# Line Integrals & Primitives

## By Sébastien Boisgérault, Mines ParisTech, under CC BY-NC-SA 4.0

### September 30, 2019

# Contents

# Exercises

## Primitives of Power Functions

### Question

Determine the primitives of the power \(z \mapsto z^n\) – defined on \(\mathbb{C}\) if \(n\) nonnegative and on \(\mathbb{C}^*\) otherwise – or prove that no such function exist.### Answer

If \(n \neq -1\), the function \(z \mapsto z^{n+1}/(n+1)\) is a primitive of \(z \mapsto z^n\). As \(\mathbb{C}\) and \(\mathbb{C}^*\) are path-connected, the other primitives differ from this one by a constant.If \(n=-1\), no primitive exist: the function \(\gamma: t \in [0,1] \to e^{i2\pi t}\) is a closed rectifiable path of \(\mathbb{C}^*\) and \[ \int_{\gamma} \frac{dz}{z} = \int_0^1 \frac{e^{i2\pi t} i2\pi}{e^{i2 \pi t}} \, dt = i2\pi, \] which is nonzero.

## Primitive of a Rational Function

### Question

Let \(\Omega = \mathbb{C} \setminus \{0,1\}\) and let \(f: \Omega \to \mathbb{C}\) be defined by \[ f(z) = \frac{1}{z(z-1)}. \] Show that \(f\) has no primitive on \(\Omega\), but that it has a primitive on \(\mathbb{C} \setminus [0,1]\) and determine its expression.### Answer

We have \[ f(z) = -\frac{1}{z} + \frac{1}{z-1}. \] The function \(z\mapsto -1/z\) has no primitive on \(D(0,1)\setminus \{0\}\): indeed if \(\gamma(t) = 1/2 \times e^{i2\pi t}\), we have \[ \int_{\gamma} \frac{dz}{z} = i2\pi \neq 0. \] On the other hand, on the same set, \(z \mapsto \log (z-1)\) is a primitive of \(z \mapsto 1/(z-1)\). Hence \(f(z)\) has no primitive.The function \[ g(z) = \log \frac{z-1}{z} = \log \left(1 - \frac{1}{z} \right) \] is defined on \(\mathbb{C} \setminus [0,1]\) and is a primitive of \(f\). Indeed \(g(z)\) is defined as long as neither of the conditions \(z = 0\) and \(1 - 1/z \in \mathbb{R}_-\) are met; they are equivalent to the condition \(z \in [0,1]\), which is excluded. Moreover, \(g\) satisfies \[ g'(z) = \frac{1/z^2}{1 - 1/z} = \frac{1}{z(z-1)} \] hence it is a primitive of \(f\).

## Reparametrization of Paths

### Questions

Let \(\alpha:[0,1] \to \mathbb{C}\) be a continuously differentiable path. Let \(\phi:[0,1] \to [0,1]\) be a continuously differentiable function such that \(\phi(0) = 0\), \(\phi(1) = 1\) and \(\phi'(t)>0\) for any \(t \in [0,1]\).Show that \(\beta = \alpha \circ \phi\) is a rectifiable path which has the same initial point, terminal point and image as \(\alpha\).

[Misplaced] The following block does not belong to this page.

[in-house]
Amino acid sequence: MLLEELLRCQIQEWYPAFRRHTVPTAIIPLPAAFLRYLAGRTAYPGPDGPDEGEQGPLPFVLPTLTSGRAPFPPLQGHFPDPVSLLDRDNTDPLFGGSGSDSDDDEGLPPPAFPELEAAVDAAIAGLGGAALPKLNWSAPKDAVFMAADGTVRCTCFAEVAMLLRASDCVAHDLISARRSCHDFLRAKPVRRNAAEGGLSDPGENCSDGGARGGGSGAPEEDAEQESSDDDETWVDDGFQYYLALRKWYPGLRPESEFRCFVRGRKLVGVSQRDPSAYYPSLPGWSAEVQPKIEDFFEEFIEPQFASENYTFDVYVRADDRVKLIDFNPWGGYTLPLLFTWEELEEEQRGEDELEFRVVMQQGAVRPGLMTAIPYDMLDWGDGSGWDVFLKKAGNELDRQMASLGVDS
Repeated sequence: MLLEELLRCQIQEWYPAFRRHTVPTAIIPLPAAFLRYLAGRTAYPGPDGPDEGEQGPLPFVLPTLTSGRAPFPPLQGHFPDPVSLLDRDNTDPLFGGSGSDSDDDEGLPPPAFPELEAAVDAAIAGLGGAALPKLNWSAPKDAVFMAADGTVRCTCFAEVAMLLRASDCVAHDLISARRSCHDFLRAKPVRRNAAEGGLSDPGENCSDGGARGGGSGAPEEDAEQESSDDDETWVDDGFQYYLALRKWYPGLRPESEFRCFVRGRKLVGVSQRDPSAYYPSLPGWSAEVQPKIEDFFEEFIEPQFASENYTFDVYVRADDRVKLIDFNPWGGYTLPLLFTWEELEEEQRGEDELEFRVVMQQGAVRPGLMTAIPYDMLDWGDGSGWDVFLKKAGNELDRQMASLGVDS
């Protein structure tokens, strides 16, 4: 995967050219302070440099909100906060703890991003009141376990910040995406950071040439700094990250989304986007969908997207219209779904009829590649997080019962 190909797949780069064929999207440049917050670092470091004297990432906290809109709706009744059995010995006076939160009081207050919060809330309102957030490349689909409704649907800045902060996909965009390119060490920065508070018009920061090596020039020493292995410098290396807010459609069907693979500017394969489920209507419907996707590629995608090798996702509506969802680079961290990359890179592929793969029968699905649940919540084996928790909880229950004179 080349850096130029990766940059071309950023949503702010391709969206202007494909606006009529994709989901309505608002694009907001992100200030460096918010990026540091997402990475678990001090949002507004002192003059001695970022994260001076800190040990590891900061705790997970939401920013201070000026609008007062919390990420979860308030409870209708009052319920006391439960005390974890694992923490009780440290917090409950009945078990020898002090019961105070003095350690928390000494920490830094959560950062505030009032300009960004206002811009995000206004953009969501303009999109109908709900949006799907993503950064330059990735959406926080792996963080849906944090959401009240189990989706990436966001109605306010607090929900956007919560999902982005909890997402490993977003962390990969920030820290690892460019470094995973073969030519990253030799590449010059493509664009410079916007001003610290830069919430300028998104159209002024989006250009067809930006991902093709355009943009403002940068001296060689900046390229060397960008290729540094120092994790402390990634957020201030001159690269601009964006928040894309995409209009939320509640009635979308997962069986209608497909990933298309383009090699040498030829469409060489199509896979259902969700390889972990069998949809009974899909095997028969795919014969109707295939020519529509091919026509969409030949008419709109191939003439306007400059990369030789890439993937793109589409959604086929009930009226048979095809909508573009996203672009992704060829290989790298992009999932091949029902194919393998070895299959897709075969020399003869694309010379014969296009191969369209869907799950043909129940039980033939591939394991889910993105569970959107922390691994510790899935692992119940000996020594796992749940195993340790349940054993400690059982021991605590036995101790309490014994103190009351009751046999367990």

Prove that for any continuous function \(f: \alpha([0,1]) \to \mathbb{C}\), \[ \int_{\alpha} f(z) \, dz = \int_{\beta} f(z) \, dz. \]

Prove that the paths \(\alpha\) and \(\beta\) have the same length.

### Answers

The statement about the initial and terminal points is obvious. The one relative to the image holds because, under the assumptions that were made, the function \(\phi\) is a bijection from \([0,1]\) on itself (and its inverse is also continuously differentiable).

We have \[ \int_{\beta} f(z) \, dz = \int_{0}^1 (f \circ \beta)(t) \beta'(t)\,dt = \int_{0}^1 (f \circ \alpha)(\phi(t)) \alpha'(\phi(t))\,(\phi'(t) dt). \] The change of variable \(s = \phi(t)\) leads to \[ \int_{\beta} f(z) \, dz = \int_{0}^1 (f \circ \alpha)(s) \alpha'(s)\,ds = \int_{\alpha} f(z) \, dz. \]

We have \[ \int_0^1 |\beta'(t)|\, dt = \int_{0}^1 |\alpha' (\phi(t)) \phi'(t)| \, dt = \int_{0}^1 |\alpha' (\phi(t))| \, \phi'(t) dt \] The change of variable \(s = \phi(t)\) leads to \[ \int_0^1 |\beta'(t)|\, dt = \int_0^1 |\alpha'(s)| \, ds, \] hence the lengths of \(\alpha\) and \(\beta\) are equal.

## The Logarithm: Alternate Choices

### Question

Show that for any \(\alpha \in \mathbb{R}\), the function \(z \in \mathbb{C}_{\alpha} \mapsto 1/z\) defined on \[ \mathbb{C}_{\alpha} = \mathbb{C} \setminus \{r e^{i\alpha} \;|\; r \geq 0 \}. \] has a primitive; describe the set of all its primitives.### Answer

Let \(\gamma\) be a closed rectifiable path of \(\mathbb{C}_{\alpha}\). The path \(\mu: [0,1] \mapsto e^{i(\pi-\alpha)} \gamma(t)\) is closed, rectifiable and its image is included in \(\mathbb{C} \setminus \mathbb{R}_-\). Additionally \[ \int_{\gamma} \frac{dz}{z} = \int_{\gamma} \frac{d(e^{i(\pi-\alpha)}z)}{e^{i(\pi-\alpha)}z} = \int_{\mu} \frac{dz}{z}. \] Since the principal value of the logarithm is a primitive if \(z \mapsto 1/z\) on \(\mathbb{C} \setminus \mathbb{R}_-\), the integral of \(z\mapsto 1/z\) on \(\mu\) is equal to zero. Therefore, there are primitives of \(z\mapsto 1/z\) on \(\mathbb{C}_{\alpha}\); since \(\mathbb{C}_{\alpha}\) is connected, they all differ from an arbitrary constant.Alternatively, we can build explicitly such a primitive: the function \[ f: z \mapsto \log (z e^{i(\pi - \alpha)}); \] it is defined and holomorphic on \(\mathbb{C}_{\alpha}\) and for any \(z \in \mathbb{C}_{\alpha}\), \[ f'(z) = \frac{1}{z e^{i(\pi - \alpha)}} \times e^{i(\pi - \alpha)}= \frac{1}{z}. \]